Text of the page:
Kentucky Governor Steve Beshear, along with other lawmakers and legislators came to Letcher County Central High School on Wednesday.
"This is the future of the Commonwealth of Kentucky," said Beshear.
Teachers, students and school officials welcomed Beshear for the ribbon cutting of the Letcher County Area Technology Center.
"This is just a tremendous improvement to letcher county and a tremendous improvement to a better work force, a better labor force," said Rep. Leslie Combs (D) of Kentucky's 94th Distrtict.
School officials said It took 12 years to get the facility built and secure funding for the $9.5 million building. Legislators credit Letcher County Schools Superintendent Anna Craft for working diligently to make it happen.
"We have been working with her to try to make this a reality since then, I have been involved in this since 2003," said Sen. Johnny Ray Turner of Floyd County.
Beshear helped with the final $1 million and he said he believed it was a good investment in the future.
"Our students are going to get the kind of skills and training they need to compete in this 21st century economy," said Beshear.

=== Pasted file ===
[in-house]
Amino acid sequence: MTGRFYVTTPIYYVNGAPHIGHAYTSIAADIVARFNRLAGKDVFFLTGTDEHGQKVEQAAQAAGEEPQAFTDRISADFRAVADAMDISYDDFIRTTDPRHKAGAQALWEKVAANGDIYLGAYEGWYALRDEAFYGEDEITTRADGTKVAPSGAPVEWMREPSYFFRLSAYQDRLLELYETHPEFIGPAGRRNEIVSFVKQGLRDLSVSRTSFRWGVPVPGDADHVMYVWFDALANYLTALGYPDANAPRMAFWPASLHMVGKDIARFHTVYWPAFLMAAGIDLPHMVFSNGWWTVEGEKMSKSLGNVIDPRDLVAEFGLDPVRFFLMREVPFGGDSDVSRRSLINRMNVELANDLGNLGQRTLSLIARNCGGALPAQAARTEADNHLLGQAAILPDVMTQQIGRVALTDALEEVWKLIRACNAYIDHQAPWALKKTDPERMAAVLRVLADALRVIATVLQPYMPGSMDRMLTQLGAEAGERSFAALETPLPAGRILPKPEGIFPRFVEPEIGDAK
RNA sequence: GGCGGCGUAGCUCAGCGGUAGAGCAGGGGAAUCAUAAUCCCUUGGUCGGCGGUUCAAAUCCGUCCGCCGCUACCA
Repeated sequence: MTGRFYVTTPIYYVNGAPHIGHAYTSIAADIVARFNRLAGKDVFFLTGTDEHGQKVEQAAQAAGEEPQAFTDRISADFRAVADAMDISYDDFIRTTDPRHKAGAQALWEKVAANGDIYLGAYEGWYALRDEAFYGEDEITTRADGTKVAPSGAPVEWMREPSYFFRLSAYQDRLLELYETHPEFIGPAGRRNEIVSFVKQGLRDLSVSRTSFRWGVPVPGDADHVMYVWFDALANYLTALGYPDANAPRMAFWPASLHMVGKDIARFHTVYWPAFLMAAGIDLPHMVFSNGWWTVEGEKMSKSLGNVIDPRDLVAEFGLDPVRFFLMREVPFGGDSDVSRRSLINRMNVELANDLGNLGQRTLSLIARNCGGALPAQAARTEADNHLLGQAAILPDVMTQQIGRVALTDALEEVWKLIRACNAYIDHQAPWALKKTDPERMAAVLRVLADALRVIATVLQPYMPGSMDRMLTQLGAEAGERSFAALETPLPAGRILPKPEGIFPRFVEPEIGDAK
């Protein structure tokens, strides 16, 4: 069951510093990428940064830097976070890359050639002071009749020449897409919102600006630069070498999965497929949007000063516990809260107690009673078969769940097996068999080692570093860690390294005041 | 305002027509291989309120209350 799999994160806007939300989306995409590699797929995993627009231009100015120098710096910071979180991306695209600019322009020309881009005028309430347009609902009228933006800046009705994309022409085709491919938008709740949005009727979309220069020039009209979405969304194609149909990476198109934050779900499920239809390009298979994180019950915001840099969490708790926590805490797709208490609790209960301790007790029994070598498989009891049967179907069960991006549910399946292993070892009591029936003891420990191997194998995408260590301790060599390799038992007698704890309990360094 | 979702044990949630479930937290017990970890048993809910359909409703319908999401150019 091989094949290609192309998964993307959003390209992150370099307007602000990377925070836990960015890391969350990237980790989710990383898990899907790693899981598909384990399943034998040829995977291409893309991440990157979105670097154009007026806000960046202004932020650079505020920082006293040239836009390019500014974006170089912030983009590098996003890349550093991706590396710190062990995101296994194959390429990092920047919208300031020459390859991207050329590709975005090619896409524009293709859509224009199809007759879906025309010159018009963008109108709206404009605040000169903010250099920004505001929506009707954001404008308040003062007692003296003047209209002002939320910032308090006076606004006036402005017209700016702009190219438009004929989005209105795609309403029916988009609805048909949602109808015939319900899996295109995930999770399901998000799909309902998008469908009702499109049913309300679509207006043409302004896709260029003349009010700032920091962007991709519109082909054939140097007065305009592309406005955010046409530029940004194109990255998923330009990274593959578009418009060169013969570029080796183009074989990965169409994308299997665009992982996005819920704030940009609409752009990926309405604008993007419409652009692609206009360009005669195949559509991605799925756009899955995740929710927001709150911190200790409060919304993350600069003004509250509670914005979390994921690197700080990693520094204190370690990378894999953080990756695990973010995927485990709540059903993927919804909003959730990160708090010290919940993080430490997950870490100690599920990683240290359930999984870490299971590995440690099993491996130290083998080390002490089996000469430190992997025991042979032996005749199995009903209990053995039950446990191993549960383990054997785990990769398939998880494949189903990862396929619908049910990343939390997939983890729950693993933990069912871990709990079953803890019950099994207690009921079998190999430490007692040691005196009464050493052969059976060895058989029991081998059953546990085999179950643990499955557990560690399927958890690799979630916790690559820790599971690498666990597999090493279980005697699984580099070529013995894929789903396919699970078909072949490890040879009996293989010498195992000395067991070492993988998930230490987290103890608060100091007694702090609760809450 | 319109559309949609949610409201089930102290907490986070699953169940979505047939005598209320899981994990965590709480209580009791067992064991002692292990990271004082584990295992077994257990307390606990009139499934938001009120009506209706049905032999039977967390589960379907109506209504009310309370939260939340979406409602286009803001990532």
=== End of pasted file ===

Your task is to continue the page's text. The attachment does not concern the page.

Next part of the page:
Beshear said while this is a big day for everyone in the school system, he wanted to make it clear that this is all about the future generations and what it will mean for them.
"Having one right here in Letcher County, to be able to educate the kids here, not only meaning that they can hold good jobs, but hopefully they will hold them right here."
Craft said it was worth the work and the wait.
"It is probably one of the happiest days of my life, today," said Craft.
"Just to see the students faces makes it all worth it."
Craft said she was unable to attend the groundbreaking years ago after suffering through two heart attacks.
"I am just so thankful to god that he saw fit to leave me here and get this project finished," Craft said.
The building is connected to the high school and offers eight different programs students can earn college credit through. Letcher County Central High School Principal Danny Vance said it the programs prepared students for college and the work force.
"Students can look around the building and take some exploratory courses their freshman and sophomore years and then they can decide what program they like best and do those their junior and senior year," said Vance.
County officials said they bellieve the economic gains would be great for the future.
"The great thing about this school is that they can gear the programs toward what we need in this area," said Letcher County Judge Executive Jim Ward.
Many credit the superintendent as being the leading force in the project.